Senegal election crisis shakes support for Macky Sall’s coalition

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Writer Moustapha Gueye voted for Senegalese President Macky Sall in the last two elections.
But disappointment in Sall’s second term and the president’s thwarted attempt to postpone the next vote have shaken Gueye’s allegiance to the ruling Benno Bokk Yakaar (BBY) coalition.

Reclining on a sofa at his home in Dakar, Gueye said he was saddened that Sall’s presidency had culminated in a bitter electoral tussle with the opposition and in unrest that has dented Senegal’s reputation as one of West Africa’s more stable nations.

“These are domestic issues that Senegal should have grown out of,” he said.

Sall’s shock decision to issue a decree delaying the election just weeks before it was due to take place in February revived widespread fears that he was trying to tweak the constitution to stay in power longer.

Sall denies this. A court later overruled his order, but too late to keep to the original electoral schedule.

Mechanic Ousmane Sene said he was tired of second-guessing the ruling party’s intentions.

“The reason I won’t vote for Benno (BBY) anymore is simply that I trusted them, but not anymore. That trust has been betrayed,” he said at his roadside repair shop in a Dakar suburb.

Authorities have still not confirmed a new date for the vote.

As the process grinds on, BBY and Sall will be gauging how the unresolved crisis is swaying other long-time supporters like Gueye and Sene and how it is affecting the chances of their handpicked candidate in the presidential race, Amadou Ba.

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Sall cited concerns over potential election disputes as the reason for the delay. But many believe BBY and Sall tried to postpone the vote because they were unsure about their own candidate and wanted time to think.

Sall has publicly stood by Ba. But equally public critics of the candidate include at least two cabinet ministers and senior BBY member Souleymane Jules Diop, who took to the radio in late 2023 to accuse Ba of being bland and uninspiring, local media reported.

“It’s very evident that the election delay would not have taken place if Macky Sall believed that Amadou Ba was clearly capable of winning the presidency,” Tochi Eni-Kalu, Africa analyst at political risk consultancy Eurasia Group, said.

A 10-month delay could have bought enough time for a reshuffle of the candidate list, but on February 15 a top court ruled that such a postponement would be unlawful and ordered the election be scheduled as soon as possible.

With Ba still on the ticket for now, the crisis may turn out to have been a politically costly miscalculation by Sall and BBY if their electoral manoeuvring has put off many other voters like Gueye and Sene.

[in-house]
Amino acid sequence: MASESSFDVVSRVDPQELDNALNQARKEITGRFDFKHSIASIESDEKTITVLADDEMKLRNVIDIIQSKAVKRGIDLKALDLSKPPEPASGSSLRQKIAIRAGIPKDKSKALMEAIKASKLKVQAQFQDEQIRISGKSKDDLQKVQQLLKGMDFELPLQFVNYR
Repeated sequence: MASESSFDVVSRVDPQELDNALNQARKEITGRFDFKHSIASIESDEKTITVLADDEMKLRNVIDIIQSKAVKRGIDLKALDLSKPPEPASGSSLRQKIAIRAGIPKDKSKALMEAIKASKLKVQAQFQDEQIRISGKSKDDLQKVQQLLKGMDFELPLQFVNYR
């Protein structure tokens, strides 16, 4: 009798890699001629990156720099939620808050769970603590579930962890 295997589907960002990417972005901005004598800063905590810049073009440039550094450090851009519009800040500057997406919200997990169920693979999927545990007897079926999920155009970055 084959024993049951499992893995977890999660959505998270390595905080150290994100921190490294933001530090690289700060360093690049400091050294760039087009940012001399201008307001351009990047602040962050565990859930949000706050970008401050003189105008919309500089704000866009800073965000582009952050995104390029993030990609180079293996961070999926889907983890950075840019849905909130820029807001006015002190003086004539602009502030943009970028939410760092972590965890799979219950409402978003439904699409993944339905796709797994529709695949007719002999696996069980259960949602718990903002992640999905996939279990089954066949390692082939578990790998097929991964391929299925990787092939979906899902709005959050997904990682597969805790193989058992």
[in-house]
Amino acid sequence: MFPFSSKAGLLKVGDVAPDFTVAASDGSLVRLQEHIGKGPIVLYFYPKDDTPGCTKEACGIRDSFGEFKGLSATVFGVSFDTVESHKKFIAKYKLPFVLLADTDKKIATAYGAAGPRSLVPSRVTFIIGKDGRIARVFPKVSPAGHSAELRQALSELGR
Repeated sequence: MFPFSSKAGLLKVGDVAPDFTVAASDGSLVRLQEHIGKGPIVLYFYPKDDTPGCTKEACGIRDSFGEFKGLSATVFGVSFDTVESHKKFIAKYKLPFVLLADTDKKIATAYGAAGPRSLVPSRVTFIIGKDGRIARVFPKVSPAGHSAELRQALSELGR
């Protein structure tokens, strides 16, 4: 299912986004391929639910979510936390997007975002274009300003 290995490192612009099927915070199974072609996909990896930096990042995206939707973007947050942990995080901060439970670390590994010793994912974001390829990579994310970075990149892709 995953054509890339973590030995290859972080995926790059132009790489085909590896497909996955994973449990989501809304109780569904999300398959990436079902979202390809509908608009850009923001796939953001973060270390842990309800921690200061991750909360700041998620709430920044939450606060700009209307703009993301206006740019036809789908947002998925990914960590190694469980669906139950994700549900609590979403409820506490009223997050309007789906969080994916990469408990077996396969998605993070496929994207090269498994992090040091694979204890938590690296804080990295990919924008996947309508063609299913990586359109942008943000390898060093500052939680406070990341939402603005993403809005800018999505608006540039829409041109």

With no official public election polls, shifts in voter intention are hard to measure.

But of those who voted for Sall in the last election in 2019, only 60% are believed to be planning to vote for BBY’s candidate this time, said statistician Moubarak Lo who, as adviser to the Prime Minister, produces strategic analysis for the authorities.

Lo said he thought the estimated fall was less a response to the recent upheaval than a natural drop-off in support over the course of a presidential term.

He cautioned against drawing any conclusions about the election outcome at this stage. “Today, it’s total confusion,” he told Reuters on February 24.

All eyes are on whether Sall agrees with a June 2 election date proposed on Tuesday after talks that were boycotted by most of the opposition presidential candidates. Some of them have formed an informal alliance in response to the electoral turmoil.

This closer collaboration could influence the result of the election if it leads to them rallying around a single candidate in a second round in the event no contender secures more than 50% in the first round.

“It’s very clear the momentum is on the opposition side now and that could have a bearing on the election,” Eurasia Group analyst Eni-Kalu said.

“It’s become very obvious that it’s going to be very difficult for Amadou Ba to win outright in the first round,” he added.

“A lot depends on what happens in the next few weeks in terms of the opposition closing ranks and presenting a united front ahead of a run-off.”

The electoral turbulence has not deterred all BBY supporters. A pro-BBY rally in Dakar on February 24 attracted hundreds of people, comparable in size to a pro-opposition rally a week earlier.

The crowd chanted and waved Senegalese flags handed out by organisers. One man carried a homemade cardboard sign that said, “Macky, Senegal loves you.”

Penda, who gave only her first name, said her support for BBY was unchanged by recent events.

“We are here to show everyone, including the President, that those who love him continue to do so,” she said.

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